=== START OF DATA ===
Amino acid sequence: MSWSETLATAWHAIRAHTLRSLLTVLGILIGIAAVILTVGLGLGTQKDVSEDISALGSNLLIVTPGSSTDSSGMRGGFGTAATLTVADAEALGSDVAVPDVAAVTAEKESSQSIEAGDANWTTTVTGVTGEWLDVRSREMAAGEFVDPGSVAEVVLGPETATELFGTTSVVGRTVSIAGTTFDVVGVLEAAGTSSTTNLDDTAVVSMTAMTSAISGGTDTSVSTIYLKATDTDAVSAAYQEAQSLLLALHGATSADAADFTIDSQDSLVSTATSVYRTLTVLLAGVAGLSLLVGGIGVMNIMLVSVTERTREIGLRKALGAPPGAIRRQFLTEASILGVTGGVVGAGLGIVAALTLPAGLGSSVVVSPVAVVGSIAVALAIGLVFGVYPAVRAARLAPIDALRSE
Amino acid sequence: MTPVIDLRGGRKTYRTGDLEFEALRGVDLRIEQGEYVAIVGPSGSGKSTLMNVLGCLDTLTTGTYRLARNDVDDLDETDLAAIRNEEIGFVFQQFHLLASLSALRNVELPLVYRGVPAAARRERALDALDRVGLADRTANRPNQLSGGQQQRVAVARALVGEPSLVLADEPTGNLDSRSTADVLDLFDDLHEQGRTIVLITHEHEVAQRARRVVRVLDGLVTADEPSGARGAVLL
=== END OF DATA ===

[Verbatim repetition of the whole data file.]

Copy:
Amino acid sequence: MSWSETLATAWHAIRAHTLRSLLTVLGILIGIAAVILTVGLGLGTQKDVSEDISALGSNLLIVTPGSSTDSSGMRGGFGTAATLTVADAEALGSDVAVPDVAAVTAEKESSQSIEAGDANWTTTVTGVTGEWLDVRSREMAAGEFVDPGSVAEVVLGPETATELFGTTSVVGRTVSIAGTTFDVVGVLEAAGTSSTTNLDDTAVVSMTAMTSAISGGTDTSVSTIYLKATDTDAVSAAYQEAQSLLLALHGATSADAADFTIDSQDSLVSTATSVYRTLTVLLAGVAGLSLLVGGIGVMNIMLVSVTERTREIGLRKALGAPPGAIRRQFLTEASILGVTGGVVGAGLGIVAALTLPAGLGSSVVVSPVAVVGSIAVALAIGLVFGVYPAVRAARLAPIDALRSE
Amino acid sequence: MTPVIDLRGGRKTYRTGDLEFEALRGVDLRIEQGEYVAIVGPSGSGKSTLMNVLGCLDTLTTGTYRLARNDVDDLDETDLAAIRNEEIGFVFQQFHLLASLSALRNVELPLVYRGVPAAARRERALDALDRVGLADRTANRPNQLSGGQQQRVAVARALVGEPSLVLADEPTGNLDSRSTADVLDLFDDLHEQGRTIVLITHEHEVAQRARRVVRVLDGLVTADEPSGARGAVLL